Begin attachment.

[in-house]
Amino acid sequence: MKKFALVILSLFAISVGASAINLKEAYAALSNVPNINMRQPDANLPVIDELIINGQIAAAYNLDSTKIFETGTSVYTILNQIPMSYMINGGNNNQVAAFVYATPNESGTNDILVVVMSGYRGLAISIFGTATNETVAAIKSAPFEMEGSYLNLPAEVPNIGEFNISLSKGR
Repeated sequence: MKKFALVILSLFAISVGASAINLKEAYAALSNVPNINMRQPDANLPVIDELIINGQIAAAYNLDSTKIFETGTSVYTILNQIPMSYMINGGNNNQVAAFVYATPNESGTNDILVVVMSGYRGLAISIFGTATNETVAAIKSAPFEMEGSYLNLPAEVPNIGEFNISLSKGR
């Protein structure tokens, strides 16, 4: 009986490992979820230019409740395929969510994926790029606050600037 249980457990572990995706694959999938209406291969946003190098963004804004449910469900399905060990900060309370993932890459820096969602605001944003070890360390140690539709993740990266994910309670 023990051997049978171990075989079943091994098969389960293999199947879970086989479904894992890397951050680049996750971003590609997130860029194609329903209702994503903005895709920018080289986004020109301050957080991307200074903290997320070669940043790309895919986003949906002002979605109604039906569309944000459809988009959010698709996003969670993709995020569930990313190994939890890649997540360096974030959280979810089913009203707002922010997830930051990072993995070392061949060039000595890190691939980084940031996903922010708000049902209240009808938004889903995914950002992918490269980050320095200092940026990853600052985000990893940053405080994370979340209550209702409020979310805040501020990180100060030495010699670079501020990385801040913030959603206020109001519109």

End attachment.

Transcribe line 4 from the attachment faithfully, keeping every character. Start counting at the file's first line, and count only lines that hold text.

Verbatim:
């Protein structure tokens, strides 16, 4: 009986490992979820230019409740395929969510994926790029606050600037 249980457990572990995706694959999938209406291969946003190098963004804004449910469900399905060990900060309370993932890459820096969602605001944003070890360390140690539709993740990266994910309670 023990051997049978171990075989079943091994098969389960293999199947879970086989479904894992890397951050680049996750971003590609997130860029194609329903209702994503903005895709920018080289986004020109301050957080991307200074903290997320070669940043790309895919986003949906002002979605109604039906569309944000459809988009959010698709996003969670993709995020569930990313190994939890890649997540360096974030959280979810089913009203707002922010997830930051990072993995070392061949060039000595890190691939980084940031996903922010708000049902209240009808938004889903995914950002992918490269980050320095200092940026990853600052985000990893940053405080994370979340209550209702409020979310805040501020990180100060030495010699670079501020990385801040913030959603206020109001519109």